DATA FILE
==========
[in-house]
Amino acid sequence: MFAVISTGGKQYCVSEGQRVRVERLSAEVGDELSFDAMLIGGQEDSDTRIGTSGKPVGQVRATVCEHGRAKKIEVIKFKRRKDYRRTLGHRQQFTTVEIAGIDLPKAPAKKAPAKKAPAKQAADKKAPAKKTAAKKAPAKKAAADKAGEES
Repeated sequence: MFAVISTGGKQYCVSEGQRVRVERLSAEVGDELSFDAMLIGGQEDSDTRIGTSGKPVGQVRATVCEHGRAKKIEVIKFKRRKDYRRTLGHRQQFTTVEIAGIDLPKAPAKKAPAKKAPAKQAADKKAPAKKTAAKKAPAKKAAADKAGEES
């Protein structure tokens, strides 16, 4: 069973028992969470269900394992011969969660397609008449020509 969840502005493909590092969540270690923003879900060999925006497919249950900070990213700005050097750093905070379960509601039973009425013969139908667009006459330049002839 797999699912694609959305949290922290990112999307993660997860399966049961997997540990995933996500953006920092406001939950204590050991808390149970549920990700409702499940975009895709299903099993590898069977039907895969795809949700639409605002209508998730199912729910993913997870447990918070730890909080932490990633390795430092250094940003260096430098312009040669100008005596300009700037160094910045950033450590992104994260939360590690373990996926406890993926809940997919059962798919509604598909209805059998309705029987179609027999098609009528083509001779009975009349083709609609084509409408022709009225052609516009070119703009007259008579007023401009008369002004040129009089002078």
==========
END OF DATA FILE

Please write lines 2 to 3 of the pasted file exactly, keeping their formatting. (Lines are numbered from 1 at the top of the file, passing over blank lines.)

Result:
Amino acid sequence: MFAVISTGGKQYCVSEGQRVRVERLSAEVGDELSFDAMLIGGQEDSDTRIGTSGKPVGQVRATVCEHGRAKKIEVIKFKRRKDYRRTLGHRQQFTTVEIAGIDLPKAPAKKAPAKKAPAKQAADKKAPAKKTAAKKAPAKKAAADKAGEES
Repeated sequence: MFAVISTGGKQYCVSEGQRVRVERLSAEVGDELSFDAMLIGGQEDSDTRIGTSGKPVGQVRATVCEHGRAKKIEVIKFKRRKDYRRTLGHRQQFTTVEIAGIDLPKAPAKKAPAKKAPAKQAADKKAPAKKTAAKKAPAKKAAADKAGEES